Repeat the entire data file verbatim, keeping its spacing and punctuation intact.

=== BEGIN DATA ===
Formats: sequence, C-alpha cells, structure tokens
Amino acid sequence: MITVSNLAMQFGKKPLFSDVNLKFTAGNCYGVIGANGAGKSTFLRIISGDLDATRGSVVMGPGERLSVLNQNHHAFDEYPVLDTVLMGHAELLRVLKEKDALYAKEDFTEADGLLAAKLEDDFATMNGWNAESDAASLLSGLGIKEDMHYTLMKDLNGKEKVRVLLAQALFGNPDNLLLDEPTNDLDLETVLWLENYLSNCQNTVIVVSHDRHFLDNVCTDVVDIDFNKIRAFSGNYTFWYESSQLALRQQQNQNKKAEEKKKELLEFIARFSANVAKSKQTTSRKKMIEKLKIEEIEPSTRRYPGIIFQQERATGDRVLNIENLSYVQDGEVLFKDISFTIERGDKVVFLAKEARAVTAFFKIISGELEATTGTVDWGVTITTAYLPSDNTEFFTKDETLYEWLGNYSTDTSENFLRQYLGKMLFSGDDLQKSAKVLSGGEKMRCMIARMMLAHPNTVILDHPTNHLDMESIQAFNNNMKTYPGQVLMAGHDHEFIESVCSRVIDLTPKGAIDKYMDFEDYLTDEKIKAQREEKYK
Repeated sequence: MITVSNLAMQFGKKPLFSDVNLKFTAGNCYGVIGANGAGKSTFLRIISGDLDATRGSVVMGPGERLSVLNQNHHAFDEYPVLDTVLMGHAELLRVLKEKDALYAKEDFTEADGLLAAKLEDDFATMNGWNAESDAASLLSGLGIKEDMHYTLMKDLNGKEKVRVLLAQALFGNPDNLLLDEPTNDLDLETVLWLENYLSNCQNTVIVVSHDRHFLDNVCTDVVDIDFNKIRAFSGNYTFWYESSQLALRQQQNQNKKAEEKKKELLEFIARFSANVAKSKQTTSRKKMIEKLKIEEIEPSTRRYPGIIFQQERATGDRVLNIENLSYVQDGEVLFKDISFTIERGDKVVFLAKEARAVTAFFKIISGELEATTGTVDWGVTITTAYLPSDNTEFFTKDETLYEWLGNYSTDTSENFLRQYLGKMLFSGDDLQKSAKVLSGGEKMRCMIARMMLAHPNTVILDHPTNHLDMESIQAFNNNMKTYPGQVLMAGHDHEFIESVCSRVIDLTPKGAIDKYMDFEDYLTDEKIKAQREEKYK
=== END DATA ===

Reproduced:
Formats: sequence, C-alpha cells, structure tokens
Amino acid sequence: MITVSNLAMQFGKKPLFSDVNLKFTAGNCYGVIGANGAGKSTFLRIISGDLDATRGSVVMGPGERLSVLNQNHHAFDEYPVLDTVLMGHAELLRVLKEKDALYAKEDFTEADGLLAAKLEDDFATMNGWNAESDAASLLSGLGIKEDMHYTLMKDLNGKEKVRVLLAQALFGNPDNLLLDEPTNDLDLETVLWLENYLSNCQNTVIVVSHDRHFLDNVCTDVVDIDFNKIRAFSGNYTFWYESSQLALRQQQNQNKKAEEKKKELLEFIARFSANVAKSKQTTSRKKMIEKLKIEEIEPSTRRYPGIIFQQERATGDRVLNIENLSYVQDGEVLFKDISFTIERGDKVVFLAKEARAVTAFFKIISGELEATTGTVDWGVTITTAYLPSDNTEFFTKDETLYEWLGNYSTDTSENFLRQYLGKMLFSGDDLQKSAKVLSGGEKMRCMIARMMLAHPNTVILDHPTNHLDMESIQAFNNNMKTYPGQVLMAGHDHEFIESVCSRVIDLTPKGAIDKYMDFEDYLTDEKIKAQREEKYK
Repeated sequence: MITVSNLAMQFGKKPLFSDVNLKFTAGNCYGVIGANGAGKSTFLRIISGDLDATRGSVVMGPGERLSVLNQNHHAFDEYPVLDTVLMGHAELLRVLKEKDALYAKEDFTEADGLLAAKLEDDFATMNGWNAESDAASLLSGLGIKEDMHYTLMKDLNGKEKVRVLLAQALFGNPDNLLLDEPTNDLDLETVLWLENYLSNCQNTVIVVSHDRHFLDNVCTDVVDIDFNKIRAFSGNYTFWYESSQLALRQQQNQNKKAEEKKKELLEFIARFSANVAKSKQTTSRKKMIEKLKIEEIEPSTRRYPGIIFQQERATGDRVLNIENLSYVQDGEVLFKDISFTIERGDKVVFLAKEARAVTAFFKIISGELEATTGTVDWGVTITTAYLPSDNTEFFTKDETLYEWLGNYSTDTSENFLRQYLGKMLFSGDDLQKSAKVLSGGEKMRCMIARMMLAHPNTVILDHPTNHLDMESIQAFNNNMKTYPGQVLMAGHDHEFIESVCSRVIDLTPKGAIDKYMDFEDYLTDEKIKAQREEKYK